Skip to content

Optimizing GROUP BY + COUNT DISTINCT on unnested jsonb column

I am trying to optimize a query in Postgres, without success.

Here is my table:

CREATE TABLE IF NOT EXISTS voc_cc348779bdc84f8aab483f662a798a6a (
  id SERIAL,
  text TEXT,
  themes JSONB,
  meta JSONB,
  canal VARCHAR(255),
  source VARCHAR(255),
  file VARCHAR(255)

I have indexes on id and meta columns:

CREATE UNIQUE INDEX voc_cc348779bdc84f8aab483f662a798a6a_id ON voc_cc348779bdc84f8aab483f662a798a6a USING btree(id);
CREATE INDEX voc_cc348779bdc84f8aab483f662a798a6a_meta ON voc_cc348779bdc84f8aab483f662a798a6a USING btree(meta);

There is 62k rows in this table.

The request I’m trying to optimize is this one:

SELECT meta_split.key, meta_split.value, COUNT(DISTINCT(id))
    FROM voc_cc348779bdc84f8aab483f662a798a6a
    LEFT JOIN LATERAL jsonb_each(voc_cc348779bdc84f8aab483f662a798a6a.meta)
    AS meta_split ON TRUE
    WHERE meta_split.value IS NOT NULL
    GROUP BY meta_split.key, meta_split.value;

In this query, meta is a dict like this one:

"Age":"50 to 59 yo",
"Kids":"No kid",

I want to get the full list of key / value + the count of row for each of those. Here is a result of an EXPLAIN ANALYZE VERBOSE of my request:

GroupAggregate  (cost=1138526.13..1201099.13 rows=100 width=72) (actual time=2016.984..2753.058 rows=568 loops=1)
  Output: meta_split.key, meta_split.value, count(DISTINCT
  Group Key: meta_split.key, meta_split.value
  ->  Sort  (cost=1138526.13..1154169.13 rows=6257200 width=68) (actual time=2015.501..2471.027 rows=563148 loops=1)
        Output: meta_split.key, meta_split.value,
        Sort Key: meta_split.key, meta_split.value
        Sort Method: external merge  Disk: 26672kB
        ->  Nested Loop  (cost=0.00..131538.72 rows=6257200 width=68) (actual time=0.029..435.456 rows=563148 loops=1)
              Output: meta_split.key, meta_split.value,
              ->  Seq Scan on public.voc_cc348779bdc84f8aab483f662a798a6a  (cost=0.00..6394.72 rows=62572 width=294) (actual time=0.007..16.588 rows=62572 loops=1)
                    Output:,, voc_cc348779bdc84f8aab483f662a798a6a.text, voc_cc348779bdc84f8aab483f662a798a6a.themes, voc_cc348779bdc84f8aab483f662a798a6a.meta, voc_cc348779bdc84f8aab483f662a798a6a.canal, voc_cc348779bdc84f8aab483f662a798a6a.source, voc_cc348779bdc84f8aab483f662a798a6a.file
              ->  Function Scan on pg_catalog.jsonb_each meta_split  (cost=0.00..1.00 rows=100 width=64) (actual time=0.005..0.005 rows=9 loops=62572)
                    Output: meta_split.key, meta_split.value
                    Function Call: jsonb_each(voc_cc348779bdc84f8aab483f662a798a6a.meta)
                    Filter: (meta_split.value IS NOT NULL)
Planning Time: 1.502 ms
Execution Time: 2763.309 ms

I tried to change COUNT(DISTINCT(id)) to COUNT(DISTINCT voc_cc348779bdc84f8aab483f662a798a6a.*) or using subqueries, resulting respectively in x10 and x30 time slower. I also thought about maintaining a separate table with those count; I can’t however do so since I need to filter the results (like, sometimes the query has a filter on the date column or the like).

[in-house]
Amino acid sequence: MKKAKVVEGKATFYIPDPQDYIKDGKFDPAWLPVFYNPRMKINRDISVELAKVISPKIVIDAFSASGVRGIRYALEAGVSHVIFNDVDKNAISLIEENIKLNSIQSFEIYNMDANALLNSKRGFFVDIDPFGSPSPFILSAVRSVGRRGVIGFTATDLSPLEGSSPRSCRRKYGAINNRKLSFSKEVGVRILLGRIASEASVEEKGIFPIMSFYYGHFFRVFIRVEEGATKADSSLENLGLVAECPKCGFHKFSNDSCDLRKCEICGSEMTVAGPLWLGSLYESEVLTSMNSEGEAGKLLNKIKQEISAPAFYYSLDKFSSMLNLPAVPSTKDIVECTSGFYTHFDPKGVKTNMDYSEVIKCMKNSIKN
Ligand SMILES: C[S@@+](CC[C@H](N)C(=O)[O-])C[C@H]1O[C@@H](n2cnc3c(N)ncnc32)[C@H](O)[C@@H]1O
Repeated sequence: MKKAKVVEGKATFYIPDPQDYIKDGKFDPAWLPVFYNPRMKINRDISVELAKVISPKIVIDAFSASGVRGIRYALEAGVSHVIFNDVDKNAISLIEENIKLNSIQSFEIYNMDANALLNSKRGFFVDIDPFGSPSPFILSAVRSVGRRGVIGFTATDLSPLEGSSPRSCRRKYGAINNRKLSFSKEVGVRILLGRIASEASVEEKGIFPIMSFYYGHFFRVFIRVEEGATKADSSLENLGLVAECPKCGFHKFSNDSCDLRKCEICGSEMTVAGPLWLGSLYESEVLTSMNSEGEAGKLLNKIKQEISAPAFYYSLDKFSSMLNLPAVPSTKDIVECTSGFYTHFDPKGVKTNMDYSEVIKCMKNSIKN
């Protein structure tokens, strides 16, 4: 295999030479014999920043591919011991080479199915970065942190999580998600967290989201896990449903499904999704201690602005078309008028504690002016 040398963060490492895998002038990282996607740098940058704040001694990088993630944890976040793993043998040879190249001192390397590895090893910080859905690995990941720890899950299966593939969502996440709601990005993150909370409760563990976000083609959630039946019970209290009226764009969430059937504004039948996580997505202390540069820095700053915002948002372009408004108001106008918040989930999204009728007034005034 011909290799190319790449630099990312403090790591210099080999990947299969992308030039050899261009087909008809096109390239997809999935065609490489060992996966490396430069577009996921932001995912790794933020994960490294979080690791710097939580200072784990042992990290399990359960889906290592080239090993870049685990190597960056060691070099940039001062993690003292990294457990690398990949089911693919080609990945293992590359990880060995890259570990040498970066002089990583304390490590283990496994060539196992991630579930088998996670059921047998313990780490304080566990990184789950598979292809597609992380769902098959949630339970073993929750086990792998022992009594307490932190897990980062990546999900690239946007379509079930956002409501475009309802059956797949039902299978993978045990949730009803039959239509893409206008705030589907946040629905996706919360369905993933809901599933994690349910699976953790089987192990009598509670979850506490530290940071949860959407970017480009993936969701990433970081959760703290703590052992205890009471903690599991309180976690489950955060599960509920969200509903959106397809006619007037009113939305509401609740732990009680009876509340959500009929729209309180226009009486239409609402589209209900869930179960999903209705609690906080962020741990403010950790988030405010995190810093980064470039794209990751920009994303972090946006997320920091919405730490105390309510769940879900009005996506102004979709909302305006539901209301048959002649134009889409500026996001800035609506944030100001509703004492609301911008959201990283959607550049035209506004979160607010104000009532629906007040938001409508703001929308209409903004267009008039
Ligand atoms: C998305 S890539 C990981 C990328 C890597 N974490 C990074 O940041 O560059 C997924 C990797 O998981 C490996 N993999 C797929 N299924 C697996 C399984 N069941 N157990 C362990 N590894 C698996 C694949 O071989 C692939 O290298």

I don’t really know how to optimize it further, but it’s quite slow with such a small rows count – I expect to have ten time this number later, and that would be too slow if the speed scale with the number, as it did with the first 62k.



Assuming id not only UNIQUE – as enforced by your UNIQUE INDEX – but also NOT NULL. (That’s missing in your table definition.)

SELECT meta_split.key, meta_split.value, count(*)
FROM   voc_cc348779bdc84f8aab483f662a798a6a v
CROSS  JOIN LATERAL jsonb_each(v.meta) AS meta_split
GROUP  BY meta_split.key, meta_split.value;

Shorter equivalent:

SELECT meta_split.key, meta_split.value, count(*)
FROM   voc_cc348779bdc84f8aab483f662a798a6a v, jsonb_each(v.meta) AS meta_split
GROUP  BY 1, 2;

The LEFT [OUTER] JOIN was noise because the following test WHERE meta_split.value IS NOT NULL forces an INNER JOIN anyway. Using CROSS JOIN instead.

Also, since jsonb does not allow duplicate keys on the same level anyway (meaning the same id can only pop up once per (key, value)), DISTINCT is just expensive noise. count( does the same cheaper. And count(*) is equivalent, and cheaper, yet – assuming id is NOT NULL as stated at the top.

count(*) has a separate implementation and is slightly faster than count(<value>). It’s subtly different from count(v.*). It counts all rows, no matter what. While the other form does not count NULL values.

That is, as long as id cannot be NULL – as stated at the top. id should really be the PRIMARY KEY, which is implemented with a unique B-tree index internally anyway, and all columns – just id here – are NOT NULL implicitly. Or at least NOT NULL. A UNIQUE INDEX does not fully qualify as replacement, it still allows NULL values which are not considered equal and are allowed multiple times. See:

Apart from that, indexes are of no use here, as all rows have to be read anyway. So this is never going to be very cheap. But 62k rows is not a crippling row count by any means – unless you have huge numbers of keys in the jsonb column.

The remaining options to speed it up:

  1. Normalize your design. Unnesting JSON documents is not free of cost.

  2. Maintain a materialized view. Feasibility and costs strongly depends on your write patterns.

… sometimes the query has a filter on the date column or the like.

That’s where indexes may play a role again …